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I've got an interesting tiling problem, I have a large square image (size 128k so 131072 squares) with dimensons 256x512... I want to fill this image with certain grain types (a 1x1 tile, a 1x2 strip, a 2x1 strip, and 2x2 square) and have no overlap, no holes, and no extension past the image boundary. Given some probability for each of these grain types, a list of the number required to be placed is generated for each.

Obviously an iterative/brute force method doesn't work well here if we just randomly place the pieces, instead a certain algorithm is required. 1) all 2x2 square grains are randomly placed until exhaustion. 2) 1x2 and 2x1 grains are randomly placed alternatively until exhaustion 3) the remaining 1x1 tiles are placed to fill in all holes.

It turns out this algorithm works pretty well for some cases and has no problem filling the entire image, however as you might guess, increasing the probability (and thus number) of 1x2 and 2x1 grains eventually causes the placement to stall (since there are too many holes created by the strips and not all them can be placed).

My approach to this solution has been as follows: 1) Create a mini-image of size 8x8 or 16x16. 2) Fill this image randomly and following the algorithm specified above so that the desired probability of the entire image is realized in the mini-image. 3) Create N of these mini-images and then randomly successively place them in the large image.

Unfortunately there are some downfalls to this simplification. 1) given the small size of the mini-images, nailing an exact probability for the entire image is not possible. Example if I want p(2x1)=P(1x2)=0.4, the mini image may only give 0.41 as the closes probability. 2) The mini-images create a pseudo boundary where no overlaps occur which isn't really descriptive of the model this is being used for. 3) There is only a fixed number of mini-images so i'm not sure how random this really is.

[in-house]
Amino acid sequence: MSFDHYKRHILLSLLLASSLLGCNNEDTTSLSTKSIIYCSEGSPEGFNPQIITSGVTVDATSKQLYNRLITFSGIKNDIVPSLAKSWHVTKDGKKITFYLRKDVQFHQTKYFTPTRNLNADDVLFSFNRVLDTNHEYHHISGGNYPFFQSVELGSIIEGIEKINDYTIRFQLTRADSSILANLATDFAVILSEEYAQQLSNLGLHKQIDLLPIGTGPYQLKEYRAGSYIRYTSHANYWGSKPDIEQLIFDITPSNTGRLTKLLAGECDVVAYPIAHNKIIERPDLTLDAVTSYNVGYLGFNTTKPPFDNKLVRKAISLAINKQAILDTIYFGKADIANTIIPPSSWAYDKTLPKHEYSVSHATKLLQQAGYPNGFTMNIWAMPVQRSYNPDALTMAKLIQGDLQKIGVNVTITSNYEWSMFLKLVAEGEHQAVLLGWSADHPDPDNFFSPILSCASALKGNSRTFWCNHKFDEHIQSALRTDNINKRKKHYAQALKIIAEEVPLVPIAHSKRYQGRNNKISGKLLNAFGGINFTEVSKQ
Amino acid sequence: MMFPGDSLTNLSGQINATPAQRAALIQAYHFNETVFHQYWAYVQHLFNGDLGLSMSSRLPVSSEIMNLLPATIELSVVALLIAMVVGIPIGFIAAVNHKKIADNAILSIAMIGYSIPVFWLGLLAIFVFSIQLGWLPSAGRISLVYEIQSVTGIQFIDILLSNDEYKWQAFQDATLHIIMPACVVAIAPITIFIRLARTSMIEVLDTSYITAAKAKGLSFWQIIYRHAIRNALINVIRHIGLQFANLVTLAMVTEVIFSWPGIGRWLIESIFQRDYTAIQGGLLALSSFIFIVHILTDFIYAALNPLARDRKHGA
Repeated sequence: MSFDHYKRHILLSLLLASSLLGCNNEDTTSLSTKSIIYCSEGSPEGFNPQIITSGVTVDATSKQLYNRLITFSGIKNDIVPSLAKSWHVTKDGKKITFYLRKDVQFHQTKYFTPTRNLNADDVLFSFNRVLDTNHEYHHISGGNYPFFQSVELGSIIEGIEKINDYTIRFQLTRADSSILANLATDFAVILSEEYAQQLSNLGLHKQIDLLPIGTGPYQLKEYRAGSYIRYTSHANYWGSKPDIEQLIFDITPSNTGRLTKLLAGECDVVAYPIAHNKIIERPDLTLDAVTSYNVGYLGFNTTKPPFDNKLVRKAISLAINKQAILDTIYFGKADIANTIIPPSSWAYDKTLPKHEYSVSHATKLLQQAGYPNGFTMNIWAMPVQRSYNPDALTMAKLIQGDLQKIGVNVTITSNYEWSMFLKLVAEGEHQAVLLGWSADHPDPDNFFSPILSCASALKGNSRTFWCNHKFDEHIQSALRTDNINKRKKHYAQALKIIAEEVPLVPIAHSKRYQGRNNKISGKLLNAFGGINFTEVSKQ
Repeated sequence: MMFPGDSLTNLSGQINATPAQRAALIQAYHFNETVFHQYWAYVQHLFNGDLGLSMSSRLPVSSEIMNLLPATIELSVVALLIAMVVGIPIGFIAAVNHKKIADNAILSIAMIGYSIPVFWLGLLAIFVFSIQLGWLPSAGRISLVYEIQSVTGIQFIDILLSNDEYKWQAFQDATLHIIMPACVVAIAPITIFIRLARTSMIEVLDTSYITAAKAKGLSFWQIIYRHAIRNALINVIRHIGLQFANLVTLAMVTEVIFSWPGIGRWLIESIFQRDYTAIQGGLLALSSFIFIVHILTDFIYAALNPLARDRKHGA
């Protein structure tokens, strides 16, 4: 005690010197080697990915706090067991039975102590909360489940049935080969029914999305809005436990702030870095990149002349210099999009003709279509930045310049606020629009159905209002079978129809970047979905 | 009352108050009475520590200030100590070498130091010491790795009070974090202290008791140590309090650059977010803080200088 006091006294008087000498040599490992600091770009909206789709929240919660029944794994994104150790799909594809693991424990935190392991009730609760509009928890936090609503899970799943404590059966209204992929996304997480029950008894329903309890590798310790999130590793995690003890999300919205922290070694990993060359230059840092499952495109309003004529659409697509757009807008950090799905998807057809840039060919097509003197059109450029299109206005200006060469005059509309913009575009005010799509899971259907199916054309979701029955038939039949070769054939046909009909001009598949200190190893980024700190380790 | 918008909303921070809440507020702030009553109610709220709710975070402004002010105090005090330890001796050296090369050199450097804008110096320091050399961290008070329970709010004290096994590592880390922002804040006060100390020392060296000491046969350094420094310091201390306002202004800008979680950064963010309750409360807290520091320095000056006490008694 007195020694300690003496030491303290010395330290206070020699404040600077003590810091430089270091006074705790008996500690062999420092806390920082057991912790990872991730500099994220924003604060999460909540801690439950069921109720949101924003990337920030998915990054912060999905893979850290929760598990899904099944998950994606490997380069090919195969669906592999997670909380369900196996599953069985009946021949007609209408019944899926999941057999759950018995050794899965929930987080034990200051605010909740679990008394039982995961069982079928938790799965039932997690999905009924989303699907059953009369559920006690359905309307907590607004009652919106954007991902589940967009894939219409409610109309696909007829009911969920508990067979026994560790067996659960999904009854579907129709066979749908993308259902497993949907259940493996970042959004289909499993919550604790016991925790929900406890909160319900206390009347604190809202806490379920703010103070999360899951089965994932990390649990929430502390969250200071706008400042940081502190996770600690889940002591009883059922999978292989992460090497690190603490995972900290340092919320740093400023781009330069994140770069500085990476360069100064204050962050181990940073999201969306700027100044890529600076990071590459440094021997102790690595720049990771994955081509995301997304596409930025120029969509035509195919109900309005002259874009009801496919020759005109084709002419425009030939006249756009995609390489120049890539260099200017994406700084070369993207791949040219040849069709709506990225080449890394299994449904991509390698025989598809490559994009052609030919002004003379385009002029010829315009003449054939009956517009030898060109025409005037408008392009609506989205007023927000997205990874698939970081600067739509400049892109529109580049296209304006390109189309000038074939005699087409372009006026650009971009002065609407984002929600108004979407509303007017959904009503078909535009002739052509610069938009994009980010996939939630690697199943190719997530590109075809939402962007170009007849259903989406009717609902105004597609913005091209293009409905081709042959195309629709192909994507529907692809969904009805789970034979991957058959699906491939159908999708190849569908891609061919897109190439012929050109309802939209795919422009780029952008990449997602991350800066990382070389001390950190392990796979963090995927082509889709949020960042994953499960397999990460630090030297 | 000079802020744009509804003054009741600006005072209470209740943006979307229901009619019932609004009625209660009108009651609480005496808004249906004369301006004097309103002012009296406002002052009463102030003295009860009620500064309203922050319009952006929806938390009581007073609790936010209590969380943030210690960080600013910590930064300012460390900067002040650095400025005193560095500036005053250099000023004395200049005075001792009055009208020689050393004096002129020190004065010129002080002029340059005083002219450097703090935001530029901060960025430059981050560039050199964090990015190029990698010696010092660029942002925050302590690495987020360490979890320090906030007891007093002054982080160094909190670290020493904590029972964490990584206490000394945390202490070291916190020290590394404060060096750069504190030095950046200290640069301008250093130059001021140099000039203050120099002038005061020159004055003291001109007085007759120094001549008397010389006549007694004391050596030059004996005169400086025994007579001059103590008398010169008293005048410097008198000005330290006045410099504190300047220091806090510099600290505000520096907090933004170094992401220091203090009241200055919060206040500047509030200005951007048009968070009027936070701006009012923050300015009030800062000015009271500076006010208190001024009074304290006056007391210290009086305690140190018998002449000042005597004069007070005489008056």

I'm really just looking to brainstorm about possible solutions to this. My main concern is really to nail down closer probabilities, now one might suggest I just increase the mini-image size. Well I have, and it turns out that in certain cases(p(1x2)=p(2x1)=0.5) the mini-image 16x16 isn't even iteratively solvable.. So it's pretty obvious how difficult it is to randomly solve this for anything greater than 8x8 sizes.. So I'd love to hear some ideas. Thanks

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16x16 with half 1x2 and 2x1 is trivially solvable, just tile each half with one style of block. –  NovaDenizen Oct 6 '12 at 21:36
    
While I agree that is very simply solvable, the constraint of his particular problem requires a random distribution of the grains, so unfortunately a simplification like that would not work. –  user67081 Oct 6 '12 at 23:12
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I had a similar problem recently, trying to find polyimino patterns that would fill a board. A simple backgracking program worked quite well. Just place random tiles and backtrack when you cannot place and have not met the constraints.

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I actually just discussed my problem quite a bit with someone and we agreed backtracking may be the only way to hit the desired probabilities while retaining a random distribution of the grains. My thought is, following the placement algorithm described above, when the (1x2) and (2x1) grains become difficult/impossible to place in the remaining spots, I will attempt to re-order the problem neighbor grains to a certain degree. I'll have to try it but I think it might work. Thanks! –  user67081 Oct 6 '12 at 22:30
    
A greedy annealing solution might work too. Start by stamping random grains all over the image. Greedily try clumps of random stamps, and only retain the changes that make your statistics more closely fit the target. –  NovaDenizen Oct 8 '12 at 17:33
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